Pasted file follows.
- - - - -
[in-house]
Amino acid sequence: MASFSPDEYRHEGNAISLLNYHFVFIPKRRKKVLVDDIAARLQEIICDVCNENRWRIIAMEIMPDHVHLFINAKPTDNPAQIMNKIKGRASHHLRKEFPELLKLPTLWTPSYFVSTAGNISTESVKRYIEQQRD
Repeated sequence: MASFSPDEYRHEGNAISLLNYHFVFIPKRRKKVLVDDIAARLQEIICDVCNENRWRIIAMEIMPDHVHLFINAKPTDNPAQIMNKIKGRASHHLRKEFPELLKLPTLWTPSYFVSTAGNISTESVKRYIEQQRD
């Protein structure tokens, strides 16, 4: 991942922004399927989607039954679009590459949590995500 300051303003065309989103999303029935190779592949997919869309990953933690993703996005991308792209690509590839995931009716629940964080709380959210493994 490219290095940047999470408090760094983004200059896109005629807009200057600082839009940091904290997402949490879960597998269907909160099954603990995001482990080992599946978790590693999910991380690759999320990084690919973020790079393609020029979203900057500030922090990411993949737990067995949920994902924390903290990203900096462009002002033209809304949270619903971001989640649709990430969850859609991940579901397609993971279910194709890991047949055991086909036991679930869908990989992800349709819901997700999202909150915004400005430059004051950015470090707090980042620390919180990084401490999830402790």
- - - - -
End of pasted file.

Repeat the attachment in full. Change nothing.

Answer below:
[in-house]
Amino acid sequence: MASFSPDEYRHEGNAISLLNYHFVFIPKRRKKVLVDDIAARLQEIICDVCNENRWRIIAMEIMPDHVHLFINAKPTDNPAQIMNKIKGRASHHLRKEFPELLKLPTLWTPSYFVSTAGNISTESVKRYIEQQRD
Repeated sequence: MASFSPDEYRHEGNAISLLNYHFVFIPKRRKKVLVDDIAARLQEIICDVCNENRWRIIAMEIMPDHVHLFINAKPTDNPAQIMNKIKGRASHHLRKEFPELLKLPTLWTPSYFVSTAGNISTESVKRYIEQQRD
């Protein structure tokens, strides 16, 4: 991942922004399927989607039954679009590459949590995500 300051303003065309989103999303029935190779592949997919869309990953933690993703996005991308792209690509590839995931009716629940964080709380959210493994 490219290095940047999470408090760094983004200059896109005629807009200057600082839009940091904290997402949490879960597998269907909160099954603990995001482990080992599946978790590693999910991380690759999320990084690919973020790079393609020029979203900057500030922090990411993949737990067995949920994902924390903290990203900096462009002002033209809304949270619903971001989640649709990430969850859609991940579901397609993971279910194709890991047949055991086909036991679930869908990989992800349709819901997700999202909150915004400005430059004051950015470090707090980042620390919180990084401490999830402790």